1a) I ate my food and you ate your food. 1b) I ate my food and you ate yours.
2a) I ate my food and the cat ate its food. 2b) I ate my food and the cat ate its.
No-one ever specifically tells native-speaker children that sentences like 1a) and 2a) are correct but awkward, that sentences like 1b) are correct and natural and that sentences like 2b) are impossible. (I figured this out myself when creating grammar summary sheets.) Why is 2b) impossible? Your food and yours, our food and ours, her food and hers and even his food and his are all interchangeable here, but its food and its aren’t. It isn’t simply that native-speaker children never encounter sentences like this. Native-speaker children are capable of making an almost infinite number of sentences they have never encountered (and most delight in doing so).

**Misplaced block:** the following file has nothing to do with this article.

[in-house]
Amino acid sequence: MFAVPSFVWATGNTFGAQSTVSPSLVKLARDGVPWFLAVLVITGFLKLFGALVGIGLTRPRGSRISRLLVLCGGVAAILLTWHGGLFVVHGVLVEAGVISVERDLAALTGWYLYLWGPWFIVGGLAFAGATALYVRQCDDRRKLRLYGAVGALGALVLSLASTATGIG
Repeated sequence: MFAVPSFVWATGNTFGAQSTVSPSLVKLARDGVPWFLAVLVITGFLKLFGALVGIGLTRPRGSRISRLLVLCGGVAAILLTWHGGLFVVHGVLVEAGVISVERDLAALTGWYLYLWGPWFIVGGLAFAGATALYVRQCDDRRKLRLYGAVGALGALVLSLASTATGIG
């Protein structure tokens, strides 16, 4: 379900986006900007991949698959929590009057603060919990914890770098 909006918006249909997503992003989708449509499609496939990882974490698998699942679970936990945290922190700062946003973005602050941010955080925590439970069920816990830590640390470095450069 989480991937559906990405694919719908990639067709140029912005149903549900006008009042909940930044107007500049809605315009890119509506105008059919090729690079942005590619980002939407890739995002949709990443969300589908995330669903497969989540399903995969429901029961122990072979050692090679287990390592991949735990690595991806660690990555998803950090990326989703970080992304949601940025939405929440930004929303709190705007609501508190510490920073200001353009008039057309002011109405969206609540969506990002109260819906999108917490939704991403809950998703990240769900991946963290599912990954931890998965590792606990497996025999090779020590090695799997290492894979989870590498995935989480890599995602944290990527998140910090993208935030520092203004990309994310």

Quite recently I actually encountered a sentence like 2b) in a published novel by an established author. Unfortunately, I didn’t note the page, so I’ll have to re-read or at least skim the part that I’ve read in order to find it.